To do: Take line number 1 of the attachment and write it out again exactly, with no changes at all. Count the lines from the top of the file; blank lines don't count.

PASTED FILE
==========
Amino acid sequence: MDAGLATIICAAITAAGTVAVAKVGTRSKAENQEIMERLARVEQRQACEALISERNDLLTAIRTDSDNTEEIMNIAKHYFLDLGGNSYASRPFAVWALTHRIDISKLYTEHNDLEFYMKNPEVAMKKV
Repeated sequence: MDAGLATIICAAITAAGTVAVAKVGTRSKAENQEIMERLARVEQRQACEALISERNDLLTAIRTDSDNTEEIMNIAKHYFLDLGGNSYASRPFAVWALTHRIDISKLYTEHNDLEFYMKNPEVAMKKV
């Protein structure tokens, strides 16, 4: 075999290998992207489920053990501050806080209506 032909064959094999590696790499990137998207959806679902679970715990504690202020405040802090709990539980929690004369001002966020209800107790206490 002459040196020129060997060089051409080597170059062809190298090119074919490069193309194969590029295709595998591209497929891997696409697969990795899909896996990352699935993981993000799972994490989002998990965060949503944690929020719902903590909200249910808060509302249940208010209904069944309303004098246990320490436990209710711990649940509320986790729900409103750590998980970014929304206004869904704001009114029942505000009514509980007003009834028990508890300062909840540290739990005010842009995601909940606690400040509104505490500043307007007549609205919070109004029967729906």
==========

Amino acid sequence: MDAGLATIICAAITAAGTVAVAKVGTRSKAENQEIMERLARVEQRQACEALISERNDLLTAIRTDSDNTEEIMNIAKHYFLDLGGNSYASRPFAVWALTHRIDISKLYTEHNDLEFYMKNPEVAMKKV